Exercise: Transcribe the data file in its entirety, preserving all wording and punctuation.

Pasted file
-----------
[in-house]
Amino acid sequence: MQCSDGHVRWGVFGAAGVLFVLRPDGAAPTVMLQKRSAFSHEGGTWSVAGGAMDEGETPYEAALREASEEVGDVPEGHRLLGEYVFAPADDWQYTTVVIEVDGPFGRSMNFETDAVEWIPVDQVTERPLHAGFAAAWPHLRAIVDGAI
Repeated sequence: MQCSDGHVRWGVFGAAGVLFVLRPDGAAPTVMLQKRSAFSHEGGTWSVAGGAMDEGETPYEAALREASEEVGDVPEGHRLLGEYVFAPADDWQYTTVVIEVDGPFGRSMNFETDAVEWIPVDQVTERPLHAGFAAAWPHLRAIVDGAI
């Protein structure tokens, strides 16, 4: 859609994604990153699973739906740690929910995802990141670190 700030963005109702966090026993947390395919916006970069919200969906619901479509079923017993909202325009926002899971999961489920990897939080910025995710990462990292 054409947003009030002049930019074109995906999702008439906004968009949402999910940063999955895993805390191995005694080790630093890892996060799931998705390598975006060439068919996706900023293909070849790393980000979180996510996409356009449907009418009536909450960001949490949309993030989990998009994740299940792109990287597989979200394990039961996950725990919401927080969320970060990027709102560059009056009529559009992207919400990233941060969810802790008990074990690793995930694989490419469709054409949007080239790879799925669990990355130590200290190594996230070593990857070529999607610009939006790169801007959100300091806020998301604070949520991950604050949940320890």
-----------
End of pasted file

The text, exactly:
[in-house]
Amino acid sequence: MQCSDGHVRWGVFGAAGVLFVLRPDGAAPTVMLQKRSAFSHEGGTWSVAGGAMDEGETPYEAALREASEEVGDVPEGHRLLGEYVFAPADDWQYTTVVIEVDGPFGRSMNFETDAVEWIPVDQVTERPLHAGFAAAWPHLRAIVDGAI
Repeated sequence: MQCSDGHVRWGVFGAAGVLFVLRPDGAAPTVMLQKRSAFSHEGGTWSVAGGAMDEGETPYEAALREASEEVGDVPEGHRLLGEYVFAPADDWQYTTVVIEVDGPFGRSMNFETDAVEWIPVDQVTERPLHAGFAAAWPHLRAIVDGAI
């Protein structure tokens, strides 16, 4: 859609994604990153699973739906740690929910995802990141670190 700030963005109702966090026993947390395919916006970069919200969906619901479509079923017993909202325009926002899971999961489920990897939080910025995710990462990292 054409947003009030002049930019074109995906999702008439906004968009949402999910940063999955895993805390191995005694080790630093890892996060799931998705390598975006060439068919996706900023293909070849790393980000979180996510996409356009449907009418009536909450960001949490949309993030989990998009994740299940792109990287597989979200394990039961996950725990919401927080969320970060990027709102560059009056009529559009992207919400990233941060969810802790008990074990690793995930694989490419469709054409949007080239790879799925669990990355130590200290190594996230070593990857070529999607610009939006790169801007959100300091806020998301604070949520991950604050949940320890």